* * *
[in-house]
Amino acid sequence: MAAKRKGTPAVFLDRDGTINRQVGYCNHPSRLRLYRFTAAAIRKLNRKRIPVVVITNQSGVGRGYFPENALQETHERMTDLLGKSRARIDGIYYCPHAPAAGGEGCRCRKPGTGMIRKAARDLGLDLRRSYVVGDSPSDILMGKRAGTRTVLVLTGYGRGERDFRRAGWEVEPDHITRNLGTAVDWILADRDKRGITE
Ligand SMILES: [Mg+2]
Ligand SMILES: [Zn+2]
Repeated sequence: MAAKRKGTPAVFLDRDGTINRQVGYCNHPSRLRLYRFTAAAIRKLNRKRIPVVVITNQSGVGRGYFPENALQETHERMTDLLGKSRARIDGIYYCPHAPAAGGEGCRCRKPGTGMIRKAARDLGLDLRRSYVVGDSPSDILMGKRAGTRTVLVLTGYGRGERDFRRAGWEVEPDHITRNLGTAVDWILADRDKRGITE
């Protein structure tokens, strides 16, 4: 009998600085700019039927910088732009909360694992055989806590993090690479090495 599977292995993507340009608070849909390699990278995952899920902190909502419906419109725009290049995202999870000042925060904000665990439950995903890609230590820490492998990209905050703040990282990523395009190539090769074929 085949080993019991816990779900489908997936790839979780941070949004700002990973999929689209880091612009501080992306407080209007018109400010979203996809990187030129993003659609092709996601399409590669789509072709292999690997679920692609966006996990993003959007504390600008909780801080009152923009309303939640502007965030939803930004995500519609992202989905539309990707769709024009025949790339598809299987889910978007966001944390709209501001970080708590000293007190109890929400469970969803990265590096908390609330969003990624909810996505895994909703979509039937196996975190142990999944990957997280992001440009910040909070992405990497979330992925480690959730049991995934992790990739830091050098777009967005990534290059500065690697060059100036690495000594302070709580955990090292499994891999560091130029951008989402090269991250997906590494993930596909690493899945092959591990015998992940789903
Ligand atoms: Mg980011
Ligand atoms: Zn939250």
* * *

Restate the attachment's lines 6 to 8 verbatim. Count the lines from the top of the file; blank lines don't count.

């Protein structure tokens, strides 16, 4: 009998600085700019039927910088732009909360694992055989806590993090690479090495 599977292995993507340009608070849909390699990278995952899920902190909502419906419109725009290049995202999870000042925060904000665990439950995903890609230590820490492998990209905050703040990282990523395009190539090769074929 085949080993019991816990779900489908997936790839979780941070949004700002990973999929689209880091612009501080992306407080209007018109400010979203996809990187030129993003659609092709996601399409590669789509072709292999690997679920692609966006996990993003959007504390600008909780801080009152923009309303939640502007965030939803930004995500519609992202989905539309990707769709024009025949790339598809299987889910978007966001944390709209501001970080708590000293007190109890929400469970969803990265590096908390609330969003990624909810996505895994909703979509039937196996975190142990999944990957997280992001440009910040909070992405990497979330992925480690959730049991995934992790990739830091050098777009967005990534290059500065690697060059100036690495000594302070709580955990090292499994891999560091130029951008989402090269991250997906590494993930596909690493899945092959591990015998992940789903
Ligand atoms: Mg980011
Ligand atoms: Zn939250």